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The republication of Wolff's classic study of
society is most welcome. To be sure, with the use of "social scientific"
methods of scripture study in recent decades, the meaning of "anthropology" has
radically shifted away from Wolff's intention. Evidently Wolff was neither
interested in nor at home in social scientific catagories.
This recognition, however, does not detract from the significance and
value of Wolff's study. What comes through in powerful ways are Wolff's acute and
discerning attention to the detail of the text and his unerring theological sensitivity to
what is at stake for Israel in the conventional rhetorical and social interactions of the
Among the most valuable resources offered in this book are the
unparalled of the vocabulary of personhood, what Wolff terms "The Being of Man,"
and Wolff's marvelous awareness that the theological weight of God's relation to
takes concrete form and shape in routinized social interactions.
Wolff's study will continue to be an important scholarly resource.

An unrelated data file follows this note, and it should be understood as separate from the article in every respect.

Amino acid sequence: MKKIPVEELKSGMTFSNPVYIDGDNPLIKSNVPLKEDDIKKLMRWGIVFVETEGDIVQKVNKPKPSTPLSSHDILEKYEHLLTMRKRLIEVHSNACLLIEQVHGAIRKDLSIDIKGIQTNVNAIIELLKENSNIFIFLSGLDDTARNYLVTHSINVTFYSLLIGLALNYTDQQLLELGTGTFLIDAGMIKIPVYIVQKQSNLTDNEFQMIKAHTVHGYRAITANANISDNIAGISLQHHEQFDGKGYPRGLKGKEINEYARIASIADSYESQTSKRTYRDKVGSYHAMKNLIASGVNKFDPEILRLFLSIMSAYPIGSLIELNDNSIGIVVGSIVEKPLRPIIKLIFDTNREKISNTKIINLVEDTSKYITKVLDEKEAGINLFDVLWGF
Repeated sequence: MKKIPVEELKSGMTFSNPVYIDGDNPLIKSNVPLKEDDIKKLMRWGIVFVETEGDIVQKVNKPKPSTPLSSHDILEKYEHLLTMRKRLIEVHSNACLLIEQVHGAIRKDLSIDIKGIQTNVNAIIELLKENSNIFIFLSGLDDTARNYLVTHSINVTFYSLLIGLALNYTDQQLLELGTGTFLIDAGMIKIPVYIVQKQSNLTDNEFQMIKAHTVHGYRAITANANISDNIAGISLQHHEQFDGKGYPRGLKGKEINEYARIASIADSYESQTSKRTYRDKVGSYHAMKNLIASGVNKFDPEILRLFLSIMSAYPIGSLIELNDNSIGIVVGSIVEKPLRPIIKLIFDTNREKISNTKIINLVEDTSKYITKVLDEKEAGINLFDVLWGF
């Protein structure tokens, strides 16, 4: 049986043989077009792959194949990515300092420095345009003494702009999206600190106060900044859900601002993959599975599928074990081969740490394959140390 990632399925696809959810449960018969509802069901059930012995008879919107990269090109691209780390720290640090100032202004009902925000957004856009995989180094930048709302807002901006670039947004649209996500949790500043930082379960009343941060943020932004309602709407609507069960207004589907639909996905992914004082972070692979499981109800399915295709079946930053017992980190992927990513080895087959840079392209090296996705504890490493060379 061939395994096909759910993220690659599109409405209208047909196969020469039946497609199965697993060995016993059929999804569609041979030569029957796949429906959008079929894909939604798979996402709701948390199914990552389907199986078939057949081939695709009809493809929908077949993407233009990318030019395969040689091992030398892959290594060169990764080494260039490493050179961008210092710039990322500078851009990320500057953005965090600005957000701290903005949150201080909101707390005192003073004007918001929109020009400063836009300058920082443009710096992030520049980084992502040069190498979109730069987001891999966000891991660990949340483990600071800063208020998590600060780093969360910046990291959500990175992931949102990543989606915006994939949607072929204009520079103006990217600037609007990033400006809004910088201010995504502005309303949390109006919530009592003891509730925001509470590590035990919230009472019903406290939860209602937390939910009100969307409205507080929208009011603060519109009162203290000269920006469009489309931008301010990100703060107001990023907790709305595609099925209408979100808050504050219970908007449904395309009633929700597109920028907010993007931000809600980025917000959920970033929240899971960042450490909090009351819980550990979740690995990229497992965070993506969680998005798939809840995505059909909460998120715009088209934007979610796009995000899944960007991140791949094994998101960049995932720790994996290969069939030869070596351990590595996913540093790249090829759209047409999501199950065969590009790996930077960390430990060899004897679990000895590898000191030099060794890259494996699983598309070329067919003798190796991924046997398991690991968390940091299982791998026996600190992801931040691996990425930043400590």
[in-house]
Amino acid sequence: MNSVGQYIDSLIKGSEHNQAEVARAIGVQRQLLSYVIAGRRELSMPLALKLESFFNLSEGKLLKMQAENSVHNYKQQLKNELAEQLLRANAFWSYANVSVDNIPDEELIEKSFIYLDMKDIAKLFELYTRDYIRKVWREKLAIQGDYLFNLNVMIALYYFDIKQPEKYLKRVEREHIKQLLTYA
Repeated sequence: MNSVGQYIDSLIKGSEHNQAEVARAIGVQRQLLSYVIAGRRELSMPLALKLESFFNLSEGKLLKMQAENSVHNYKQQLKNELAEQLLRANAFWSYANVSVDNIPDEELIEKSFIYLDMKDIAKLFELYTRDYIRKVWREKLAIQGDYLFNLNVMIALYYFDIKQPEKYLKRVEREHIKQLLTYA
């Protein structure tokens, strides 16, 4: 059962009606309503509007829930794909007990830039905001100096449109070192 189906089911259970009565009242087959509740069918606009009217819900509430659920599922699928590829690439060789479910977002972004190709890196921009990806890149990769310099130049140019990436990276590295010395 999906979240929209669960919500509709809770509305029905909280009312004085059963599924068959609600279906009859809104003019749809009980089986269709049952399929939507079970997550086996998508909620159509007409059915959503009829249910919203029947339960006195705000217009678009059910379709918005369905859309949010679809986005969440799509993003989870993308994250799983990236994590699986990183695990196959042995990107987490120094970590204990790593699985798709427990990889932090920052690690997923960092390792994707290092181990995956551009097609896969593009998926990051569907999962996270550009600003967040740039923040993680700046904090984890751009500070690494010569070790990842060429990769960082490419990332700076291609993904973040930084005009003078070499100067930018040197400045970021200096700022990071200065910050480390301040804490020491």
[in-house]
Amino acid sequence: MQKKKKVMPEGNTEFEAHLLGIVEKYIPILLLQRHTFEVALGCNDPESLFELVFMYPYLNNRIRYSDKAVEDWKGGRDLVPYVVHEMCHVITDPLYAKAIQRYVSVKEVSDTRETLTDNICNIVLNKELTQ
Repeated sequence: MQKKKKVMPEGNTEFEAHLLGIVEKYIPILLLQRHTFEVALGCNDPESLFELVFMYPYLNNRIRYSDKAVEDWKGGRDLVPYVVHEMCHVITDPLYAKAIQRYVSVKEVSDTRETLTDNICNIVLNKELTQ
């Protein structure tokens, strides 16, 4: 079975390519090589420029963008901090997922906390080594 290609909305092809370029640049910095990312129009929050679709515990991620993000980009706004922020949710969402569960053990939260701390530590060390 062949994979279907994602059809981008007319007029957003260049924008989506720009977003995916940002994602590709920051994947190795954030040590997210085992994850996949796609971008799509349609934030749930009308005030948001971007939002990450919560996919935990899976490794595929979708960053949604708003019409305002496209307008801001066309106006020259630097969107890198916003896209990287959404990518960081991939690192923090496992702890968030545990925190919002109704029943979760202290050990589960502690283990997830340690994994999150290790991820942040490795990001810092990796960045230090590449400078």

I anticipate, moreover, that it will once again be widely
received. At the
same time, it is a powerful reminder to us that interpretive responsibility cannot forever
linger over questions of method, but must move, if it is to matter at all, to substantive
issues of socio-theological reality. Wolff's book is in some ways dated. Such
a factor notwithstanding, the book provides a satisfying freshness not given in much more
self-conscious social research. Wolff is not reluctant to let interpretation be
shaped by faith claims of the text under study, a lesson now surely to be relearned from
this magisterial teacher.
Columbia Theological Seminary
Wolff has succeeded in presenting more fully and more clearly than any
previous scholar the rich and varied testimony of the O. T. concerning the meaning of man.